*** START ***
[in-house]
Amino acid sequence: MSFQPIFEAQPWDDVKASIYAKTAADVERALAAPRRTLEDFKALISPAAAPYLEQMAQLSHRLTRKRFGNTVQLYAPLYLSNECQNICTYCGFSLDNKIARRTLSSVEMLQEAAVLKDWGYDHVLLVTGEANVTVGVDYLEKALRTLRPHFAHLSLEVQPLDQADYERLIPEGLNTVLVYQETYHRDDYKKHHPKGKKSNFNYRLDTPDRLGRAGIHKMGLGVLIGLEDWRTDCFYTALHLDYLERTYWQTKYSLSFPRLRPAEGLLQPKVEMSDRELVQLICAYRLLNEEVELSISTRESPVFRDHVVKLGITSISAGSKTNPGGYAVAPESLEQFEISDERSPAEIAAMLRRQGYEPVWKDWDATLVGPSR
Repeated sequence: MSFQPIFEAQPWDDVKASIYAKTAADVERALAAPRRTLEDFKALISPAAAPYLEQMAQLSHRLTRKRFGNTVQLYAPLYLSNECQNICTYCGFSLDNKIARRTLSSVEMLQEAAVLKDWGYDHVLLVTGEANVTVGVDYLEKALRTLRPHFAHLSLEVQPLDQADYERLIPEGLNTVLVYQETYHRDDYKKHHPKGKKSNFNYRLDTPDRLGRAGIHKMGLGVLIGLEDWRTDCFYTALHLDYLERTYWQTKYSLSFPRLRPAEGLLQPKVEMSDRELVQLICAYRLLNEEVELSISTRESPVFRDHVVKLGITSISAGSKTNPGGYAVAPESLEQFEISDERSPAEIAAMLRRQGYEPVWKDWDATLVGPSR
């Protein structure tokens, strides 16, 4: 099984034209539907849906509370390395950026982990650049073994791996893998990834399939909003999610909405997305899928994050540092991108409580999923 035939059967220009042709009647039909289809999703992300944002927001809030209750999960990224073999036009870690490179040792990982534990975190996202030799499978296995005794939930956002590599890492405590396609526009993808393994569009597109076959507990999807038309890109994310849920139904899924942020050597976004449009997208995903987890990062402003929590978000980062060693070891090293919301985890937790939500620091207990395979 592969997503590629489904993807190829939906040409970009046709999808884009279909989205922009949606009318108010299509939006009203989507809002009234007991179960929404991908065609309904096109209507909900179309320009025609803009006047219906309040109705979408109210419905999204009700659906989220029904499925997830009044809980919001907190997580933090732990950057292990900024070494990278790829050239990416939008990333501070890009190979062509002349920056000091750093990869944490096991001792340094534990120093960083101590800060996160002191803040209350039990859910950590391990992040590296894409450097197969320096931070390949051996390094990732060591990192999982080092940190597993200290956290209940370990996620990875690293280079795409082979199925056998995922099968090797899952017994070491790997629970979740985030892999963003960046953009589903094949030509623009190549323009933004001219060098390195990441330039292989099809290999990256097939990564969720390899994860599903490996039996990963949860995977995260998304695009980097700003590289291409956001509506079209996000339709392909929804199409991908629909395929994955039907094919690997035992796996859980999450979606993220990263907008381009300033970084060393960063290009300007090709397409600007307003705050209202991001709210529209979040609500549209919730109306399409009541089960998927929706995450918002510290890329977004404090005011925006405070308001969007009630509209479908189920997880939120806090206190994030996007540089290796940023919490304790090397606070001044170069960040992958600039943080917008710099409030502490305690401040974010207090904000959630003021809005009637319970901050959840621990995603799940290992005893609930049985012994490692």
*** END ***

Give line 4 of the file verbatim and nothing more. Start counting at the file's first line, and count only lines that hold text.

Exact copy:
């Protein structure tokens, strides 16, 4: 099984034209539907849906509370390395950026982990650049073994791996893998990834399939909003999610909405997305899928994050540092991108409580999923 035939059967220009042709009647039909289809999703992300944002927001809030209750999960990224073999036009870690490179040792990982534990975190996202030799499978296995005794939930956002590599890492405590396609526009993808393994569009597109076959507990999807038309890109994310849920139904899924942020050597976004449009997208995903987890990062402003929590978000980062060693070891090293919301985890937790939500620091207990395979 592969997503590629489904993807190829939906040409970009046709999808884009279909989205922009949606009318108010299509939006009203989507809002009234007991179960929404991908065609309904096109209507909900179309320009025609803009006047219906309040109705979408109210419905999204009700659906989220029904499925997830009044809980919001907190997580933090732990950057292990900024070494990278790829050239990416939008990333501070890009190979062509002349920056000091750093990869944490096991001792340094534990120093960083101590800060996160002191803040209350039990859910950590391990992040590296894409450097197969320096931070390949051996390094990732060591990192999982080092940190597993200290956290209940370990996620990875690293280079795409082979199925056998995922099968090797899952017994070491790997629970979740985030892999963003960046953009589903094949030509623009190549323009933004001219060098390195990441330039292989099809290999990256097939990564969720390899994860599903490996039996990963949860995977995260998304695009980097700003590289291409956001509506079209996000339709392909929804199409991908629909395929994955039907094919690997035992796996859980999450979606993220990263907008381009300033970084060393960063290009300007090709397409600007307003705050209202991001709210529209979040609500549209919730109306399409009541089960998927929706995450918002510290890329977004404090005011925006405070308001969007009630509209479908189920997880939120806090206190994030996007540089290796940023919490304790090397606070001044170069960040992958600039943080917008710099409030502490305690401040974010207090904000959630003021809005009637319970901050959840621990995603799940290992005893609930049985012994490692």